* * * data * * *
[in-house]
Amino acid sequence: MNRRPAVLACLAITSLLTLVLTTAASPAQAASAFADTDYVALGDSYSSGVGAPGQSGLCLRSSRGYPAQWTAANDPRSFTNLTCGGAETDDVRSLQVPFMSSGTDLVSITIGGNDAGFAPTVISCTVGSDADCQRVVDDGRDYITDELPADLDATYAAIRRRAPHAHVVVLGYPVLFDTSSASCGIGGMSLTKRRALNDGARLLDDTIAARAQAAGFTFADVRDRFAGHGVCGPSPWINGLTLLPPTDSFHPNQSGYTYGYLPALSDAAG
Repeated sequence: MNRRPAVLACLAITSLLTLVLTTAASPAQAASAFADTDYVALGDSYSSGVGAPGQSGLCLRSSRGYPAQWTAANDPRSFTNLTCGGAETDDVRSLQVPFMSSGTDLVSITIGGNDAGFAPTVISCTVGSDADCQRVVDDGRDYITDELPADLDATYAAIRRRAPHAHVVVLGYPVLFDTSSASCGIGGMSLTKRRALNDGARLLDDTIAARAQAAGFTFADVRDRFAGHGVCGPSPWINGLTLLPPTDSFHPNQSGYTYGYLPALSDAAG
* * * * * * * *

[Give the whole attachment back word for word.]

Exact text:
[in-house]
Amino acid sequence: MNRRPAVLACLAITSLLTLVLTTAASPAQAASAFADTDYVALGDSYSSGVGAPGQSGLCLRSSRGYPAQWTAANDPRSFTNLTCGGAETDDVRSLQVPFMSSGTDLVSITIGGNDAGFAPTVISCTVGSDADCQRVVDDGRDYITDELPADLDATYAAIRRRAPHAHVVVLGYPVLFDTSSASCGIGGMSLTKRRALNDGARLLDDTIAARAQAAGFTFADVRDRFAGHGVCGPSPWINGLTLLPPTDSFHPNQSGYTYGYLPALSDAAG
Repeated sequence: MNRRPAVLACLAITSLLTLVLTTAASPAQAASAFADTDYVALGDSYSSGVGAPGQSGLCLRSSRGYPAQWTAANDPRSFTNLTCGGAETDDVRSLQVPFMSSGTDLVSITIGGNDAGFAPTVISCTVGSDADCQRVVDDGRDYITDELPADLDATYAAIRRRAPHAHVVVLGYPVLFDTSSASCGIGGMSLTKRRALNDGARLLDDTIAARAQAAGFTFADVRDRFAGHGVCGPSPWINGLTLLPPTDSFHPNQSGYTYGYLPALSDAAG